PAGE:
Monday, November 13, 2017

CPF is NOT a ponzi scheme

Some people describe CPF as a ponzi scheme. This is not correct.

Under a ponzi scheme, the promoter offers an attractive return on an investment, say 2% per month.annum. He cooks up a story that he is very smart in investing the money to earn a good return. The investors believe the story.

The promoter is not able to earn this kind of return. He takes the money invested by the current investors to pay the return to the earlier investors.

He has no problem with the cash flow. More people are putting in money for this great scheme, compared with the amount that is being withdrawn.

The earlier investors like the gain, so they put up reinvest and put in more money. They tell their friends about the great schem and more people come in to invest as well.

So, the scheme continues to grow very fast. The growth can be astronomical.

At any point of time, the cash available is much less than the amount invested. The difference goes to pay the attractive gain enjoyed by the earlier investors. The promoter also takes out a lot of money for marketing and for their own use.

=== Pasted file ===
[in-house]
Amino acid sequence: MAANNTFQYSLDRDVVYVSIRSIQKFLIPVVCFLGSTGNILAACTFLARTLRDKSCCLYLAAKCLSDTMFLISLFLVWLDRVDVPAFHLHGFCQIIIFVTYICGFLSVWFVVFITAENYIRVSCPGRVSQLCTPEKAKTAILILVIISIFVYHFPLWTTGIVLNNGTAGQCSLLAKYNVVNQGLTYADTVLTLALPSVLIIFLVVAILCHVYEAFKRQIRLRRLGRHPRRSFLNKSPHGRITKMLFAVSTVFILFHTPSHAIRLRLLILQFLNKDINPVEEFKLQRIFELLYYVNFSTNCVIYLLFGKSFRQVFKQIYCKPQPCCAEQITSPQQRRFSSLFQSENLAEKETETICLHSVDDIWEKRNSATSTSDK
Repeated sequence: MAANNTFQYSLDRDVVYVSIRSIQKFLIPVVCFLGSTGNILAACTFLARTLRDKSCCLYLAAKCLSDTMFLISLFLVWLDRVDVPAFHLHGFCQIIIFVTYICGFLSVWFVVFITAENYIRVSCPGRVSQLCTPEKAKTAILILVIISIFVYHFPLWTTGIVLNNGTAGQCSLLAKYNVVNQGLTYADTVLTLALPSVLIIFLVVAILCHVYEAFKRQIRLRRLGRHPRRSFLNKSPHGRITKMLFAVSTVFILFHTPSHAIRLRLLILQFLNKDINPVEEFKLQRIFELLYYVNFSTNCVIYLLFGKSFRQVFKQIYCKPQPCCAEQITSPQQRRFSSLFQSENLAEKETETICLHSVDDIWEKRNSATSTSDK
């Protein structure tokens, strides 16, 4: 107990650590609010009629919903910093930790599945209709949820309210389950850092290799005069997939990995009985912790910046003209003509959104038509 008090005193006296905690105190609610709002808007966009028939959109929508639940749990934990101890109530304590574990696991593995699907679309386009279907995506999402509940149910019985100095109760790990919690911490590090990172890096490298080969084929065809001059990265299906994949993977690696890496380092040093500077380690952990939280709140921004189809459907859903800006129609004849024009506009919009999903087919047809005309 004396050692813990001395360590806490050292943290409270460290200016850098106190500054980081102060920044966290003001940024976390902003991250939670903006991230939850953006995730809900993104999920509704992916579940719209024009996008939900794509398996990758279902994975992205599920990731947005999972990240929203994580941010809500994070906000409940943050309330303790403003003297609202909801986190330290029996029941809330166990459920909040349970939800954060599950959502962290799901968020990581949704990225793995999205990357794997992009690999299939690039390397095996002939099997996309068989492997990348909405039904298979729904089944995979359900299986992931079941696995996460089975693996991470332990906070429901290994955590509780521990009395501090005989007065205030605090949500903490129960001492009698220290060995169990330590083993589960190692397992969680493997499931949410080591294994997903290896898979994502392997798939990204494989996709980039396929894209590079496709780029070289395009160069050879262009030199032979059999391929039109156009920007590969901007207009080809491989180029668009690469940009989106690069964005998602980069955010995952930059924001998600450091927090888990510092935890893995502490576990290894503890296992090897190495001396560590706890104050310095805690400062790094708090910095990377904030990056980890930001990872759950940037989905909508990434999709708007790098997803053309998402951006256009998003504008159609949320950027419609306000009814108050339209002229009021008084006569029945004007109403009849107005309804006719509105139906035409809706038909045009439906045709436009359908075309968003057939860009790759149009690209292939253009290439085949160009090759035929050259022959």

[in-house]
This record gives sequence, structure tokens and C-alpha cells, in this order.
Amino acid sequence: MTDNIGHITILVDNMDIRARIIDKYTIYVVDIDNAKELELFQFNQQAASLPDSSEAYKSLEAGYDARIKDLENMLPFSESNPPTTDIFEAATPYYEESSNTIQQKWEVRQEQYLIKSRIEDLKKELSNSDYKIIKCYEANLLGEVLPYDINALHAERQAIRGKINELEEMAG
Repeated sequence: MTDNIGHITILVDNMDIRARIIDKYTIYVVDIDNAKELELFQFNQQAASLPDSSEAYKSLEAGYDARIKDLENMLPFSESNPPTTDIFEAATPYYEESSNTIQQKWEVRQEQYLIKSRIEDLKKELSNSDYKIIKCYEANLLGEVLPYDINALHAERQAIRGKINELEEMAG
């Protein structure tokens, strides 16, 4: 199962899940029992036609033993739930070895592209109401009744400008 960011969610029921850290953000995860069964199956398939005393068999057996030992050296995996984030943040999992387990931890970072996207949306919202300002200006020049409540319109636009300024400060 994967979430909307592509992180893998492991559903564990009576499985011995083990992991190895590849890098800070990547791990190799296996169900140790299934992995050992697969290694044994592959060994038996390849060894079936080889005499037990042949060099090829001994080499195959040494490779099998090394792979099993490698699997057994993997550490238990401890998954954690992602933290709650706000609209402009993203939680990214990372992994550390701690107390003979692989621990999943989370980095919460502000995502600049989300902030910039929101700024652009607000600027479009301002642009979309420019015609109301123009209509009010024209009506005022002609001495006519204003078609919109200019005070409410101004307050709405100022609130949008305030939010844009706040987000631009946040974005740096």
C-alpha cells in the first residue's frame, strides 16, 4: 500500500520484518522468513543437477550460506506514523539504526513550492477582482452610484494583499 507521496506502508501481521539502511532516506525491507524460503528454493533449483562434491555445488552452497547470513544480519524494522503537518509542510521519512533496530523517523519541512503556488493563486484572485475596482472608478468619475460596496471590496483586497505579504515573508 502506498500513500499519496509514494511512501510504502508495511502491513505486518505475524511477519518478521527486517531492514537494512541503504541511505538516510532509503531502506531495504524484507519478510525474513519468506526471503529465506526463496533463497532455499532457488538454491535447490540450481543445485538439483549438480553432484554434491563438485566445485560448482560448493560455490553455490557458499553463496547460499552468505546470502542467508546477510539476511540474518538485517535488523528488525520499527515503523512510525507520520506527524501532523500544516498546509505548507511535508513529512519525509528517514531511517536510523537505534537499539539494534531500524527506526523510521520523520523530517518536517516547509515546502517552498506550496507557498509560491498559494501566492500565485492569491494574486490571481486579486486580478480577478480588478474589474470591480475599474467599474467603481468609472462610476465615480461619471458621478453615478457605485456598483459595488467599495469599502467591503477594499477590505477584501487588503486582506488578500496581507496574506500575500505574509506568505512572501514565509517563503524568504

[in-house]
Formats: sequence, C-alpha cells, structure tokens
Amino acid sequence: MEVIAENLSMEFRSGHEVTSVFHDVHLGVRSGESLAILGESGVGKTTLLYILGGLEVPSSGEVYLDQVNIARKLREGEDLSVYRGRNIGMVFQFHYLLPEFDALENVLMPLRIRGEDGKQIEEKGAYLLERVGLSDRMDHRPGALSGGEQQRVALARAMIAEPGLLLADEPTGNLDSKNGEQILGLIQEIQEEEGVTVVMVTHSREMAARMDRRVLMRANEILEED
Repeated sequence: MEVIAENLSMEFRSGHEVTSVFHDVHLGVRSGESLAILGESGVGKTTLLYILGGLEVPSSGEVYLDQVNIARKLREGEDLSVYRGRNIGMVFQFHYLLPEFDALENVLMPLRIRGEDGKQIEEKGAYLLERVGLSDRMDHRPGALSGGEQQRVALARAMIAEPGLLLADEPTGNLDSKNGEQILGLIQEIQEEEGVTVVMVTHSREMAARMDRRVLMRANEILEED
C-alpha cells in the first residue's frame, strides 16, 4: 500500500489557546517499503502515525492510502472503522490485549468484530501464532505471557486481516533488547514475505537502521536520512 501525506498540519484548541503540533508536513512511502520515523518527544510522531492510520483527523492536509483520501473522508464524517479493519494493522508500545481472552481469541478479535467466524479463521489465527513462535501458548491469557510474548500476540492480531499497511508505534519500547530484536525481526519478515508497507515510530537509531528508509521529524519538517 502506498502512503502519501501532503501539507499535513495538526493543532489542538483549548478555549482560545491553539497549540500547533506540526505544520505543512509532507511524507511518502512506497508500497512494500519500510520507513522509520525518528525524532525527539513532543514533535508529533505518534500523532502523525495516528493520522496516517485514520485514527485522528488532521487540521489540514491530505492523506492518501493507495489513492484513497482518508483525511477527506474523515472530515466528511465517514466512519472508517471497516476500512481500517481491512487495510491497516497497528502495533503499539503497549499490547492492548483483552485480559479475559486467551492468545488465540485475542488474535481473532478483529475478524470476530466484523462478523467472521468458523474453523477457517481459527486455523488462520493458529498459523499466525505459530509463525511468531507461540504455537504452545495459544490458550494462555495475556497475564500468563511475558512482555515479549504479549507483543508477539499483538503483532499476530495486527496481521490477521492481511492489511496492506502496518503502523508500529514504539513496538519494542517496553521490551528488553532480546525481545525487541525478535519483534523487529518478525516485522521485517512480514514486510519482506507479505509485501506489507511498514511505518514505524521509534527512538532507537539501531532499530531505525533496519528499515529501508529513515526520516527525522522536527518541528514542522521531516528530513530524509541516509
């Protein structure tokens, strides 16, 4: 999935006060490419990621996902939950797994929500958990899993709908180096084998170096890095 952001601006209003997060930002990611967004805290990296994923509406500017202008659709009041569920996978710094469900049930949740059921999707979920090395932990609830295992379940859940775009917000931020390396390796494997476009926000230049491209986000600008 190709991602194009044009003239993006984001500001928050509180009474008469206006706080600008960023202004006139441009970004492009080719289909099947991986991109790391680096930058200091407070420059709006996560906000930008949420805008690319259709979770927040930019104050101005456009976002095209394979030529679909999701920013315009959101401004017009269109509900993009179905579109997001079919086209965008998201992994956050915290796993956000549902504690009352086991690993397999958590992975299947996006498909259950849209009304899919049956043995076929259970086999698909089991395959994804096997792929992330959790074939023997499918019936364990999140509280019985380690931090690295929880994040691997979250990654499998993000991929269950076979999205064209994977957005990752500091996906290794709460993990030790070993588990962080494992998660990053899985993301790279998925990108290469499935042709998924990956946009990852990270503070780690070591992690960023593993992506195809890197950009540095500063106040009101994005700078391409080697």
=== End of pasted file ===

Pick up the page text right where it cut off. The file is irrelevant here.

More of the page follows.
This is a ponzi scheme.

Now, let us look at the CPF. It pays an interest rate of only 2.5% or 4% per annum. It is able to earn this return from government bonds.

As more savings goes into the CPF, the board buys more government bonds to earn the interest that is paid to the CPF members.

At any point of time, the total savings in the CPF is matched by the total amount of government bonds. The Singapore govenrment bonds are rated AAA. The government could issue the same bonds to foreign investors who will buy these bonds at the prevailing coupon rate.

CPF is not a ponzi scheme. It is a growing fund with assets in the form of government bonds that match its liabilitiies, i.e. the total savings of CPF members.

Tan Kin Lian

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